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Publisher – KO-OP MODE INC.
Price – US $14.99 / EU €14.99 / UK £11.99 / AU $22.95
Release date – May 5th, 2017
Move Support – Yes
Pro Patch – No
Digital only – Yes
Reviewed on – PS4 Pro

GNOG would have made a great PSVR launch game.  It’s pretty, relatively easy to use, won’t cause any simulation sickness and above all, it’s almost instantly forgettable.  This a “puzzle” title that play less like problem solver and more like a complex, interactive experience.  It does a few things right and a few more things wrong so let’s get into it.

Solve the ‘puzzle’ and get those tunes cranked!

First off, it looks crisp and clean.  Everything is stylized to almost look like some kind of weird puppet show, with each level taking place in an an oddly shaped head.  The little animatics before you are vibrant and colorful, though lack any crazy detail.  Each of the 10(I’m guessing) or so puzzles are their owned self-contained game/story so each stage has some kind of theme that differentiates itself from the others.  Completing each stage results in a little dance   The minimalist visuals look quite great in VR and were a highlight though I did feel like this game looked more like it belonged on a less powerful platform, like the Gear VR.

The audio as well is decent with some light jovial tunes accompanying the light jovial sound effects.  A tonne of audio effects litter this title so pay attention to what is going on as there may only be an audio cue to clue you in to what is happening.

The gameplay is a different story as each puzzle is it’ own self-contained mini game.  Some puzzles involve turning dials and levers while others involve flying a spaceship on a 2D plane or lowering a diver to the oceans depths to discover clues.  The puzzles do a great job of separating themselves from each other and mixing up how you play the game.  All of this is done utilizing the dual shock 4 controller, which is unfortunate as I think this kind of title would have benefitted from move support.

Unfortunately, the puzzles themselves aren’t really puzzles, at least not all the time.  While you must trigger switches and other level specific items or creatures or whatever’s, it’s never really a challenge.  Most of the game will be spent just clicking ‘stuff’ to see what it does, and more than half the time, that will be enough to progess through the stages.  You can rotate the stages from front to back, which will be necessary to complete many puzzles but this whole experience just felt shallow.  I never really had to think, just move my cursor around until an item highlighted and that solved most of the puzzles.  The few moments that required thought were comprised of some basic memorization or some mini games like the 2D spaceship flying.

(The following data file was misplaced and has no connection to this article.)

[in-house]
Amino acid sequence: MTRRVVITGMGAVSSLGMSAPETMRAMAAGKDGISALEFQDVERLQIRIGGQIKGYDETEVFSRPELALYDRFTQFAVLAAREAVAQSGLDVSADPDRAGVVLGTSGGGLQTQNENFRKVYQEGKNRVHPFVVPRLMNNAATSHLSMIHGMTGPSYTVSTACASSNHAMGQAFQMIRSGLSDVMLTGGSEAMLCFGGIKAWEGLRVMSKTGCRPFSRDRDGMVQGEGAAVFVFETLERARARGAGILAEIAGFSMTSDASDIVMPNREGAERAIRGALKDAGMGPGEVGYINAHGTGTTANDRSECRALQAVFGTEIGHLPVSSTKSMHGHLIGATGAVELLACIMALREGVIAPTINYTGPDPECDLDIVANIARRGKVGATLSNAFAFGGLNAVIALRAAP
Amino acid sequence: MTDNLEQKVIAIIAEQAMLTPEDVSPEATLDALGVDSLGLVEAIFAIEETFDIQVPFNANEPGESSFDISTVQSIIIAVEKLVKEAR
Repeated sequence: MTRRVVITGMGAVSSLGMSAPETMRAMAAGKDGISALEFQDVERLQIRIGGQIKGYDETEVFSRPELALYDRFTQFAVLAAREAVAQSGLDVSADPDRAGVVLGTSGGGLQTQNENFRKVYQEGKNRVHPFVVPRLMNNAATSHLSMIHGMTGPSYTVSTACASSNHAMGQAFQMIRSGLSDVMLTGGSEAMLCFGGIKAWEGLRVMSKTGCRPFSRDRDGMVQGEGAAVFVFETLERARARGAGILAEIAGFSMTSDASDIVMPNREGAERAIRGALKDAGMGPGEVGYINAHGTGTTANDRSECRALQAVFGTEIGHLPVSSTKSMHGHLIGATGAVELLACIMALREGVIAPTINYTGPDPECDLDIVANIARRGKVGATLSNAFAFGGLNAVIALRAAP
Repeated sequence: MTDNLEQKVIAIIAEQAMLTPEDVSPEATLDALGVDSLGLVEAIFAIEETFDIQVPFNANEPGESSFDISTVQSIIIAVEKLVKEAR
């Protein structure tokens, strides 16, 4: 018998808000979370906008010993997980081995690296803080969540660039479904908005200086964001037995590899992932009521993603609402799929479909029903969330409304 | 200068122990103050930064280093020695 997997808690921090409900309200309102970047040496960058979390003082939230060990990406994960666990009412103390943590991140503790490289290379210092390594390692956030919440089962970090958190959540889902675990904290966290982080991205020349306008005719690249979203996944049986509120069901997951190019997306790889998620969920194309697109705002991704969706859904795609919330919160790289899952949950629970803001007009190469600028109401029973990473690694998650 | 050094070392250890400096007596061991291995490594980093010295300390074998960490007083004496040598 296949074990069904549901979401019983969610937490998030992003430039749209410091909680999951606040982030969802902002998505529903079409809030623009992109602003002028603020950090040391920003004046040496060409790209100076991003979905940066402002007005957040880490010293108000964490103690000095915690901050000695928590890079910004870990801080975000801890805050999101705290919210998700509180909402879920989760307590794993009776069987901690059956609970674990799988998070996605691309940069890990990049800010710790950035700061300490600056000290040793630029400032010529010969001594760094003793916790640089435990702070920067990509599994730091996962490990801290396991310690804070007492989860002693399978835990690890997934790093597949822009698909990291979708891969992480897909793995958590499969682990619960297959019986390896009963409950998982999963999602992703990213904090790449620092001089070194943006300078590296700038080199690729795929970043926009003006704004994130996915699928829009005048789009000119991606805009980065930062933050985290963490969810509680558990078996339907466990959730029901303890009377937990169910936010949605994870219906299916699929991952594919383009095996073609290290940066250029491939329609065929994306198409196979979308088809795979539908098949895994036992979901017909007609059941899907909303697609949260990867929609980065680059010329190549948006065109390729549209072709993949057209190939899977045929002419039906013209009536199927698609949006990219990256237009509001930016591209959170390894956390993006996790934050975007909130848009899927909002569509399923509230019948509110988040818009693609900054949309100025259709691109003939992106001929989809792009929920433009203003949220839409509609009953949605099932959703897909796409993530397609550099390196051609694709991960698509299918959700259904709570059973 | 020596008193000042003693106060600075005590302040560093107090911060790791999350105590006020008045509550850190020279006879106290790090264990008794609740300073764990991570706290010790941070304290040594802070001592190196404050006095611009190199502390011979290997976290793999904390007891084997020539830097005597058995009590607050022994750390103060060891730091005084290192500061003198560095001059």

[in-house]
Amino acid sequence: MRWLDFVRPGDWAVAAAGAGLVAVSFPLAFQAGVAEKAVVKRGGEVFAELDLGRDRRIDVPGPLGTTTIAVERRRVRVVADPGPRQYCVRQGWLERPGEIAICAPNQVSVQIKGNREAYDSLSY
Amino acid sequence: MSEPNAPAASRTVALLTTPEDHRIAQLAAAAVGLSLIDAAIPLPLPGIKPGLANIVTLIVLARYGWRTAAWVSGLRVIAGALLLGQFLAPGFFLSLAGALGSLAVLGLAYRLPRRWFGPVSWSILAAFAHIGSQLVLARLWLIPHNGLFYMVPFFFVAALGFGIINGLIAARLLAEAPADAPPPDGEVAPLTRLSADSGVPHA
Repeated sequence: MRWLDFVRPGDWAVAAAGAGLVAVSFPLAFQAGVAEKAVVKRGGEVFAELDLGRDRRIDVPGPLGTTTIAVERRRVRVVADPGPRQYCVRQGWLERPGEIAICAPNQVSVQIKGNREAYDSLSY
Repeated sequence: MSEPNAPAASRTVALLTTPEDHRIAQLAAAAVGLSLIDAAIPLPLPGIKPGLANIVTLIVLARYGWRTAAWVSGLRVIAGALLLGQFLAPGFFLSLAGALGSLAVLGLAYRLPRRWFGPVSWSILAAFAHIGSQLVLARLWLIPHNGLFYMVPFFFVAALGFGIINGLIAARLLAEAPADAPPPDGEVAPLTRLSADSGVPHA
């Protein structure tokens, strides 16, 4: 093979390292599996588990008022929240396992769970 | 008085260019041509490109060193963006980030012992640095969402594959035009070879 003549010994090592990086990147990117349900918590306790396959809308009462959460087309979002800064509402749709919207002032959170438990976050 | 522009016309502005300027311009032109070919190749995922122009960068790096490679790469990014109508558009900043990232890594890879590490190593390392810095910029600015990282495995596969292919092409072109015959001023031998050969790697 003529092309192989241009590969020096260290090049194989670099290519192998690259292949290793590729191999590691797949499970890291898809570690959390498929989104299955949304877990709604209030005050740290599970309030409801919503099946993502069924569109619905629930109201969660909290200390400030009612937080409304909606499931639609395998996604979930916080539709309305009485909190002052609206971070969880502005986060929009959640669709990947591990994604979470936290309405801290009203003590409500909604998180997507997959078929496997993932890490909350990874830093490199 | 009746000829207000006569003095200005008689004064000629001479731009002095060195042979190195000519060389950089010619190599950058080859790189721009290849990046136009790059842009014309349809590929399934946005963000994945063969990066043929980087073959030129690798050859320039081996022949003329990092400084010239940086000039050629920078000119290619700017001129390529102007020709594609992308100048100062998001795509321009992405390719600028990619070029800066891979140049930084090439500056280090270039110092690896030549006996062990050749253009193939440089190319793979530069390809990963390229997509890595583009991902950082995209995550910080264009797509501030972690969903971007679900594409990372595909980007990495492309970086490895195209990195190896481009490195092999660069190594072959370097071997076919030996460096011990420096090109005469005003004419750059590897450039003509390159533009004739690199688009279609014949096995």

Each level ends with a little song and dance number that utilizes the VR headset.

Completing puzzles unlocks more puzzles and while most of the puzzles have a tiny story involved, they aren’t linked in any way and completion of game gives you nothing more than a celebratory song, which I saw after every level anyways, as well as the credits.  Upon completion you are free to revisit the levels again, but I can’t think of any reason why you would want to.

I was just so bored. The audio polish and visuals are great, but simple.  The gameplay is just so shallow I was happy I wrapped it in under 3 hours.  This is peak mediocrity here and while it’s not awful, It’s also not great in any way either.

What would I pay? $8US. GNOG is a shallow experience, great for newcomer to VR but for anyone that has owned VR for any significant time, this will bore you.  If you like puzzles buy Statik instead.


  • Each level is it's own unique puzzle
  • Crisp, clean minimalist visuals
  • Good for first time users of VR


  • Very simple puzzles
  • No replayabilty
  • No real story
  • It gets boring pretty quick


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